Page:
5 – If Their Noses Are Wet, They Are Healthy
Actually, a dog with a warm, dry nose could be just as healthy as one whose nose is cold and wet. From day to day, the temperature and dampness of a dog’s nose will change. This could be due to their recent activity, environment, or possibly other factors. The wetness and temperature of a dog’s nose are not in the slightest a valid or even reliable measurement of its health. A dog with a wet, cold nose could be suffering from a serious illness, just as a dog with a hot, dry nose could be. If you ever catch your dog with a dry nose, don’t be concerned. He’s probably just been lying out enjoying the sun.
Although it is common knowledge that dogs should not be given chocolate, many people are unaware that many other human food products can harm dogs, too. Perhaps the most shocking in that collection is bacon.For most people, it seems logical that bacon would be a decent treat to gift to your canine companion from time to time. After all, bacon is meat and meat is an essential part of a dog’s diet. However, bacon can actually be very harmful to dogs and possibly lead to long-term health problems. The rich levels of fat and grease in this pork snack can cause inflammation of the pancreas, which is referred to as pancreatitis. Pancreatitis diminishes the ability of the pancreas, meaning that it cannot function properly. This can lead to your dog digesting food incorrectly and becoming extremely ill.
3 –English Bulldogs Have A Flat Face Due To A Breeding Mistake
With its stocky shoulders, jutted-out jaw, and wrinkled skin, the English bulldog is probably one of the most distinguishable of all dog breeds. One of the common risks with bulldogs is a brachycephalic syndrome, a disorder found in dogs with short heads and narrowed nostrils. Ironically, the English bulldog was bred to have this odd facial structure to improve its breathing for its early purpose. The English bulldog was primarily bred for the purpose of bullbaiting. At the time, people believed that this tenderized the meat by thinning the blood of the animal. This belief encouraged laws to be made in many areas of England stating that bulls had to be baited before being slaughtered. The short, flat skull of the bulldog actually helped him breathe when baiting bulls as he could maintain a firm grip on the bull while still being able to breathe through his nose.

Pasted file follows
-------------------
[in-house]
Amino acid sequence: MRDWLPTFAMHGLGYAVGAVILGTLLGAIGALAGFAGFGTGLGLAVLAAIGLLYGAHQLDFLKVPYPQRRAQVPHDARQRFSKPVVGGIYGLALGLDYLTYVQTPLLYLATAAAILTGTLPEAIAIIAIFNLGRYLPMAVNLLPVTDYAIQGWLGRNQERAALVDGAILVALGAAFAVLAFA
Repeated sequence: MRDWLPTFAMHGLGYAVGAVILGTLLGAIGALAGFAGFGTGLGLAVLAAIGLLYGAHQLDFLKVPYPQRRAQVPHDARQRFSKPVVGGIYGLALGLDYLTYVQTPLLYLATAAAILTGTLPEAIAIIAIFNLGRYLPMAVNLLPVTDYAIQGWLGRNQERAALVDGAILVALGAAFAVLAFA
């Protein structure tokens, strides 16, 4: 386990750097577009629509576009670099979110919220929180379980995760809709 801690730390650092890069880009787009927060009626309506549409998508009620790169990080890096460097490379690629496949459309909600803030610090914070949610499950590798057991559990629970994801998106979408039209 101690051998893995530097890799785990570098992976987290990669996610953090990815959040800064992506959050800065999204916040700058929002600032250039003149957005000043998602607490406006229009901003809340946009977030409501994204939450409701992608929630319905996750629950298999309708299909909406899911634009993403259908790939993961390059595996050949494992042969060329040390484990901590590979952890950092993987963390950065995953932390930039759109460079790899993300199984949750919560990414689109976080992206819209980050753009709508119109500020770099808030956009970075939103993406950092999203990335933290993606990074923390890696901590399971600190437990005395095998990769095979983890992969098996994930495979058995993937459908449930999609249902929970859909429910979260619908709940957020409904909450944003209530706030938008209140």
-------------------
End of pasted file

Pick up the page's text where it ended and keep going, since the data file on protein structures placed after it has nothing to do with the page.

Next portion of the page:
2 –They Enjoy Being Hugged
This fact is a little hard-hitting for dog lovers. Between humans, a hug is a loving, comforting gesture. Displaying that behavior to our dogs is just our way of showing them that we care. However, dogs don’t quite interpret the act in the same way. To dogs, the positioning of a limb over the body is a showcase of dominance, which makes the dog under the limb feel anxious. This is the action we use when hugging. In our attempt to show our affection to our buddy, we’re actually portraying dominance in his eyes. However, this isn’t true for all dogs. How your dog feels about a hug depends on his personality and interpretation of the action. If a dog has a nervous reaction to the gesture, he will demonstrate this by changing his body language. The dog may become stiff, close his mouth, and maybe lick his lip.
1 –Dogs Eat Grass When They’re Ill
It’s commonly thought that the sole purpose of dogs eating grass is to allow themselves to be sick in order to purge something harmful from their stomachs. In actual fact, this is rarely the case. Less than 10 percent of dogs that eat grass appear to be sick. Sometimes, dogs eat grass due to a condition called pica which causes animals to have cravings for anything containing nutrients and minerals they are lacking. Pica can also occur as a result of boredom, which can lead your dog to eating other bizarre things such as paint chips. Other times, dogs eating grass may be due to territorial factors. Dogs may eat grass to taste who has been on their territory. A more simple explanation for the behavior, however, is just that dogs enjoy the taste of grass.